AWFJ EDA Awards @ IDFA 2016 Filmmaker Interview: Maite Alberdi on THE GROWN-UPS

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maite-alberdiChilean documentarian Maite Alberdi enters the school for Down syndrome children where four forty-something adults have been in attendance for most of their lives, and now work in the school bakery. Anita, Rita, Ricardo and Andrés now feel that the school which has structured their lives is confining. They long for new challenges, greater independence and more personal space. In particular, Anita and Andrés are in love and want to marry, find their own apartment and have kids, but they’re stuck living apart and still dependent of their respective parents. Contemporary society is not equipped to help them achieve their dreams. Alberdi’s observational approach is compassionate in its revelation of their frustrations, and gives us a clear understanding of their perspective on the choices society provides for them.

As a director she has developed a highly particular style that achieves an intimate portrayal of the characters she works with, through everyday stories in small-scale worlds. In 2011 she premiered her first documentar feature, The Lifeguard, at IDFA. Trough Micromundo, her production company, she directed “Tea Time,” which also premiered at IDFA, winning the AWFJ EDA Award for Best Female-Directed Film in 2014, and went on to win Best Documentary Award at Miami International Film Festival, EIDF-EBS Korea, DocsBarcelona, FICG Guadalajara, among other festivals. Alberdi was nominated for the Goya Awards as Best Iberoamerican Film. On 2016, she premiered her shortfilm “I am not from here” which is nominated for European Film Awards.

AWFJ: How and why did you encounter and commit to the subject/theme of your film and the main characters in it?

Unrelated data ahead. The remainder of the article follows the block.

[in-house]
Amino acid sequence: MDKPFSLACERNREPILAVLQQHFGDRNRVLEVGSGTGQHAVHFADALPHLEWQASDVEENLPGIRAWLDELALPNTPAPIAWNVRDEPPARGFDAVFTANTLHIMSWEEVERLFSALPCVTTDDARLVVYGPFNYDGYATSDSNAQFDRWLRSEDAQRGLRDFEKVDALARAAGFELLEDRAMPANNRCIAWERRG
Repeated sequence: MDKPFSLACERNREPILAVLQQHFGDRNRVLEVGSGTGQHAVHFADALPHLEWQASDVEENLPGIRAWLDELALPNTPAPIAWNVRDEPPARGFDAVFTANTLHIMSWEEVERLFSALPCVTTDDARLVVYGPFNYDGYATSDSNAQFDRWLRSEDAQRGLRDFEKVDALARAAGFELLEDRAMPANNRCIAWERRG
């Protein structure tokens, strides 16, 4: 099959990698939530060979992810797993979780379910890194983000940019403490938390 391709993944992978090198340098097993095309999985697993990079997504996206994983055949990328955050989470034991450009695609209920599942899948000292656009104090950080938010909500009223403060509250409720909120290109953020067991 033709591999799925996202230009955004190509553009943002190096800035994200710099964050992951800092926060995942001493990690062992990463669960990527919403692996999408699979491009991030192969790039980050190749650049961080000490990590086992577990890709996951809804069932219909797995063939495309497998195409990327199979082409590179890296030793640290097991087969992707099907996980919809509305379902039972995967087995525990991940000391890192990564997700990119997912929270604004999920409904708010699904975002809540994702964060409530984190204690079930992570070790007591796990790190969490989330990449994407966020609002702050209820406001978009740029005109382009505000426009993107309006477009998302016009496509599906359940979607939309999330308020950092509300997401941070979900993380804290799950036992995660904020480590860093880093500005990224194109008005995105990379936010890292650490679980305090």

Maite Alberdi: The idea for the film stems from a personal interest, I had a close aunt with Down Syndrome; my grandmother’s biggest worry was what would happen to her, when she was no longer around. My grandmother never thought her daughter would survive and raised her thinking she would always be there to care for her.

From this point on, I realized that this reality was becoming more and more common and that Down syndrome people lives’ expectancy had changed radically. When my aunt was born, her life expectancy was 25 years, today is 60, therefore making them a group that has reached adulthood, in a society that had not created the conditions for them to develop into adults. I began researching all the institutions that service adults with Down syndrome, who might have been in the same situation. That is how I found the protagonists of this story, and because they were the only ones that were still lifetime friends. Public institutions in Chile allow them to attend school only until the age of 25, many remain isolated in their homes after that.

AWFJ: What did you learn about the subject/theme from making the film?

MA: I learned from people with Down Syndrome that common sources don’t exist, I can’t stand it anymore to be told: -but they’re all so warm, or that they’re little angels-, Etc. Just like in any group, they’re not all the same, some are warm and some are not, there are those that are hard workers and those that are lazy, responsible and irresponsible, there are some that are very nice and some that are mean, those with good tempers and those with quick tempers and so on… They all have different dreams because they are different people, I think the film conveys that. We can identify with them as a group because we see distinct personalities and different ways of thinking, just like we would anywhere, as it was for all of us during our schoolyears or with our friends.